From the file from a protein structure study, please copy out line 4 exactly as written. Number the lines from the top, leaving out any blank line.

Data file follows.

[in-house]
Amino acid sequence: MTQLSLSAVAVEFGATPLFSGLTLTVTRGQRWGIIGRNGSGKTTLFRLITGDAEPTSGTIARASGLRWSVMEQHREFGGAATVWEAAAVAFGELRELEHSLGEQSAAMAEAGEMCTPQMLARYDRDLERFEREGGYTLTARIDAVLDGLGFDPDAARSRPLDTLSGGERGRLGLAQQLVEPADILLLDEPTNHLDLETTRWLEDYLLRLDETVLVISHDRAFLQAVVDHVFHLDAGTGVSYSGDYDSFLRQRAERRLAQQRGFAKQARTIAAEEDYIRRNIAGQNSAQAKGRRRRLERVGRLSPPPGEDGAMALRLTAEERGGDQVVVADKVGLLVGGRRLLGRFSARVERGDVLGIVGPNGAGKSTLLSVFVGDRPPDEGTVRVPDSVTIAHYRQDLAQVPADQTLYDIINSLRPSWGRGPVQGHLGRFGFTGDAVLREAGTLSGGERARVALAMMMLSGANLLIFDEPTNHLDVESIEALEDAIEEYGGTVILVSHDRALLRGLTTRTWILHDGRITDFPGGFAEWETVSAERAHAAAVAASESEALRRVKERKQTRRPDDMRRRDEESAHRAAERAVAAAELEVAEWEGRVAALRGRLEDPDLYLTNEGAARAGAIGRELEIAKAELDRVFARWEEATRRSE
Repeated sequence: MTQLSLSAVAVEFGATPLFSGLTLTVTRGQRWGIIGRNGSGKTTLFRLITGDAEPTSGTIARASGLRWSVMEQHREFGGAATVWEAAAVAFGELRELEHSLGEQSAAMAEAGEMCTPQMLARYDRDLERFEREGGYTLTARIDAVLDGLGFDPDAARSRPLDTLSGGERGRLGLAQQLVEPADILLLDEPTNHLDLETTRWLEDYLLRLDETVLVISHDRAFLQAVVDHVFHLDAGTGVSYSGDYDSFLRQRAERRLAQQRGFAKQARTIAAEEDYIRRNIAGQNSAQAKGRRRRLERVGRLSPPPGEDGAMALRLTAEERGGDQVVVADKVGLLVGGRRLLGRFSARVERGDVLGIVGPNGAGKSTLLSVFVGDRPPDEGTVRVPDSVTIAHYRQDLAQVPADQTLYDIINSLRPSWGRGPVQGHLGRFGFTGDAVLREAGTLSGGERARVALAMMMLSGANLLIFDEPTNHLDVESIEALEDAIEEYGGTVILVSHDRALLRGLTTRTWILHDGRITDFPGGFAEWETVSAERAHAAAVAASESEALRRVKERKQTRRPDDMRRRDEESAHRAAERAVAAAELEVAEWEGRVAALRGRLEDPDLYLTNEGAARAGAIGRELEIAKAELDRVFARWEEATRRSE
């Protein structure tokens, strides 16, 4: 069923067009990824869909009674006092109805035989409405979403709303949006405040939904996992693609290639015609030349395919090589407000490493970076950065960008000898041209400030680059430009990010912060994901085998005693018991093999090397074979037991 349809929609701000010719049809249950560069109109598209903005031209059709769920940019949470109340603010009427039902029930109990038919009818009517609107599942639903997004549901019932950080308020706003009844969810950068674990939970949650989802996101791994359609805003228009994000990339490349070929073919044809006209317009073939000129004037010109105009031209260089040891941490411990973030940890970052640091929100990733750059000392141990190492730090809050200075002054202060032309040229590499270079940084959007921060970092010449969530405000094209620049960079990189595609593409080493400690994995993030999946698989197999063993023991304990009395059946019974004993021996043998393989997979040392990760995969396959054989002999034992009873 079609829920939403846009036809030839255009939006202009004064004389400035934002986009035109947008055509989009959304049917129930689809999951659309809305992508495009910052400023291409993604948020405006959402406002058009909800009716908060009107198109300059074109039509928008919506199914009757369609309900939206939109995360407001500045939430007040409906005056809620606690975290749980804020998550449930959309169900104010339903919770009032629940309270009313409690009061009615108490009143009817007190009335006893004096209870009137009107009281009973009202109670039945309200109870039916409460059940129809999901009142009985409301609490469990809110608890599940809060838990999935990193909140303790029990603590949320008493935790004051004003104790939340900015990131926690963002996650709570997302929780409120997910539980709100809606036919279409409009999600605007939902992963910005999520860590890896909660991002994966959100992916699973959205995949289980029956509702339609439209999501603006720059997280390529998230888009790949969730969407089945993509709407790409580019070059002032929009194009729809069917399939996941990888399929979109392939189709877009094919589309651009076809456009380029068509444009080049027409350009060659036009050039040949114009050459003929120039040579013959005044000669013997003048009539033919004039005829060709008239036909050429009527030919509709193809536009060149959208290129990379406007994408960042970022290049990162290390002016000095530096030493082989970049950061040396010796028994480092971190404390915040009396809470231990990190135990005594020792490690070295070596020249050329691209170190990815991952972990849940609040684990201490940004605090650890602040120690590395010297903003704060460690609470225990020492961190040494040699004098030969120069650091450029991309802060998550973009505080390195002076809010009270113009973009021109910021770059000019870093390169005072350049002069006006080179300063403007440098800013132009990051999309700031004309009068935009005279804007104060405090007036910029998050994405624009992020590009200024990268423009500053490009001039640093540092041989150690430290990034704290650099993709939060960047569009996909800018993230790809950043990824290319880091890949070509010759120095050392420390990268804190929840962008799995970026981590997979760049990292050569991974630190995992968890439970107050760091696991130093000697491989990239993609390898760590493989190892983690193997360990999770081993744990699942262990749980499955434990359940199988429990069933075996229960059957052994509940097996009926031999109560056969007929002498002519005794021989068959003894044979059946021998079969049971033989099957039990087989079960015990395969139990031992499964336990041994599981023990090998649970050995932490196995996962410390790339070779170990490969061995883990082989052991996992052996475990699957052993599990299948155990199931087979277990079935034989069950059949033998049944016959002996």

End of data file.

């Protein structure tokens, strides 16, 4: 069923067009990824869909009674006092109805035989409405979403709303949006405040939904996992693609290639015609030349395919090589407000490493970076950065960008000898041209400030680059430009990010912060994901085998005693018991093999090397074979037991 349809929609701000010719049809249950560069109109598209903005031209059709769920940019949470109340603010009427039902029930109990038919009818009517609107599942639903997004549901019932950080308020706003009844969810950068674990939970949650989802996101791994359609805003228009994000990339490349070929073919044809006209317009073939000129004037010109105009031209260089040891941490411990973030940890970052640091929100990733750059000392141990190492730090809050200075002054202060032309040229590499270079940084959007921060970092010449969530405000094209620049960079990189595609593409080493400690994995993030999946698989197999063993023991304990009395059946019974004993021996043998393989997979040392990760995969396959054989002999034992009873 079609829920939403846009036809030839255009939006202009004064004389400035934002986009035109947008055509989009959304049917129930689809999951659309809305992508495009910052400023291409993604948020405006959402406002058009909800009716908060009107198109300059074109039509928008919506199914009757369609309900939206939109995360407001500045939430007040409906005056809620606690975290749980804020998550449930959309169900104010339903919770009032629940309270009313409690009061009615108490009143009817007190009335006893004096209870009137009107009281009973009202109670039945309200109870039916409460059940129809999901009142009985409301609490469990809110608890599940809060838990999935990193909140303790029990603590949320008493935790004051004003104790939340900015990131926690963002996650709570997302929780409120997910539980709100809606036919279409409009999600605007939902992963910005999520860590890896909660991002994966959100992916699973959205995949289980029956509702339609439209999501603006720059997280390529998230888009790949969730969407089945993509709407790409580019070059002032929009194009729809069917399939996941990888399929979109392939189709877009094919589309651009076809456009380029068509444009080049027409350009060659036009050039040949114009050459003929120039040579013959005044000669013997003048009539033919004039005829060709008239036909050429009527030919509709193809536009060149959208290129990379406007994408960042970022290049990162290390002016000095530096030493082989970049950061040396010796028994480092971190404390915040009396809470231990990190135990005594020792490690070295070596020249050329691209170190990815991952972990849940609040684990201490940004605090650890602040120690590395010297903003704060460690609470225990020492961190040494040699004098030969120069650091450029991309802060998550973009505080390195002076809010009270113009973009021109910021770059000019870093390169005072350049002069006006080179300063403007440098800013132009990051999309700031004309009068935009005279804007104060405090007036910029998050994405624009992020590009200024990268423009500053490009001039640093540092041989150690430290990034704290650099993709939060960047569009996909800018993230790809950043990824290319880091890949070509010759120095050392420390990268804190929840962008799995970026981590997979760049990292050569991974630190995992968890439970107050760091696991130093000697491989990239993609390898760590493989190892983690193997360990999770081993744990699942262990749980499955434990359940199988429990069933075996229960059957052994509940097996009926031999109560056969007929002498002519005794021989068959003894044979059946021998079969049971033989099957039990087989079960015990395969139990031992499964336990041994599981023990090998649970050995932490196995996962410390790339070779170990490969061995883990082989052991996992052996475990699957052993599990299948155990199931087979277990079935034989069950059949033998049944016959002996």